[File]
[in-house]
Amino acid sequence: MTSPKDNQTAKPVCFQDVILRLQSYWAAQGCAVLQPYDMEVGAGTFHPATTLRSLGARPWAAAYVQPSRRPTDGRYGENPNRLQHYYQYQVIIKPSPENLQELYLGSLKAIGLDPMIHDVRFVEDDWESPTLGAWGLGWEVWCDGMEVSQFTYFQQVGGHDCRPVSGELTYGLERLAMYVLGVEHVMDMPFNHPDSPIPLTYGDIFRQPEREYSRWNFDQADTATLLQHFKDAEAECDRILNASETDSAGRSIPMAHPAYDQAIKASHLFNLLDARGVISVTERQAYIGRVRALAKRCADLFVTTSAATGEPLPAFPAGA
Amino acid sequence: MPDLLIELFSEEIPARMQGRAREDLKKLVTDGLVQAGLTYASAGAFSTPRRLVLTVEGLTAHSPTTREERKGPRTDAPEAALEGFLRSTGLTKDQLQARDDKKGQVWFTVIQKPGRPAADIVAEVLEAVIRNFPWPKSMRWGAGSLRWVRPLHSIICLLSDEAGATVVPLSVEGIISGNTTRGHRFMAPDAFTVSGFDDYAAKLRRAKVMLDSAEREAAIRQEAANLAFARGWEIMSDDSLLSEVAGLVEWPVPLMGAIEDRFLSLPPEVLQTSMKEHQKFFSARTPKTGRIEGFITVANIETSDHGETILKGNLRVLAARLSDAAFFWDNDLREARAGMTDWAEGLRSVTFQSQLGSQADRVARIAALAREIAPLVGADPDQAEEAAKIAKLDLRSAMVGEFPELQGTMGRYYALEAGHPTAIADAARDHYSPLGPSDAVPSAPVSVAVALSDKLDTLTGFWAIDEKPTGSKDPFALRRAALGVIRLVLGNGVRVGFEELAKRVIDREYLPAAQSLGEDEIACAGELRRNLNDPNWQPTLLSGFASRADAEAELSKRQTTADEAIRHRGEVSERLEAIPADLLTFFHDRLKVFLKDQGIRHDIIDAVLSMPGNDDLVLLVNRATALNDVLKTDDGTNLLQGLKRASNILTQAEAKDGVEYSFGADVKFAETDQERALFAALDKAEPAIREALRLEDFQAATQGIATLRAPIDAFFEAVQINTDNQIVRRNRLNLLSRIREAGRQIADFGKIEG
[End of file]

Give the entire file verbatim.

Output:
[in-house]
Amino acid sequence: MTSPKDNQTAKPVCFQDVILRLQSYWAAQGCAVLQPYDMEVGAGTFHPATTLRSLGARPWAAAYVQPSRRPTDGRYGENPNRLQHYYQYQVIIKPSPENLQELYLGSLKAIGLDPMIHDVRFVEDDWESPTLGAWGLGWEVWCDGMEVSQFTYFQQVGGHDCRPVSGELTYGLERLAMYVLGVEHVMDMPFNHPDSPIPLTYGDIFRQPEREYSRWNFDQADTATLLQHFKDAEAECDRILNASETDSAGRSIPMAHPAYDQAIKASHLFNLLDARGVISVTERQAYIGRVRALAKRCADLFVTTSAATGEPLPAFPAGA
Amino acid sequence: MPDLLIELFSEEIPARMQGRAREDLKKLVTDGLVQAGLTYASAGAFSTPRRLVLTVEGLTAHSPTTREERKGPRTDAPEAALEGFLRSTGLTKDQLQARDDKKGQVWFTVIQKPGRPAADIVAEVLEAVIRNFPWPKSMRWGAGSLRWVRPLHSIICLLSDEAGATVVPLSVEGIISGNTTRGHRFMAPDAFTVSGFDDYAAKLRRAKVMLDSAEREAAIRQEAANLAFARGWEIMSDDSLLSEVAGLVEWPVPLMGAIEDRFLSLPPEVLQTSMKEHQKFFSARTPKTGRIEGFITVANIETSDHGETILKGNLRVLAARLSDAAFFWDNDLREARAGMTDWAEGLRSVTFQSQLGSQADRVARIAALAREIAPLVGADPDQAEEAAKIAKLDLRSAMVGEFPELQGTMGRYYALEAGHPTAIADAARDHYSPLGPSDAVPSAPVSVAVALSDKLDTLTGFWAIDEKPTGSKDPFALRRAALGVIRLVLGNGVRVGFEELAKRVIDREYLPAAQSLGEDEIACAGELRRNLNDPNWQPTLLSGFASRADAEAELSKRQTTADEAIRHRGEVSERLEAIPADLLTFFHDRLKVFLKDQGIRHDIIDAVLSMPGNDDLVLLVNRATALNDVLKTDDGTNLLQGLKRASNILTQAEAKDGVEYSFGADVKFAETDQERALFAALDKAEPAIREALRLEDFQAATQGIATLRAPIDAFFEAVQINTDNQIVRRNRLNLLSRIREAGRQIADFGKIEG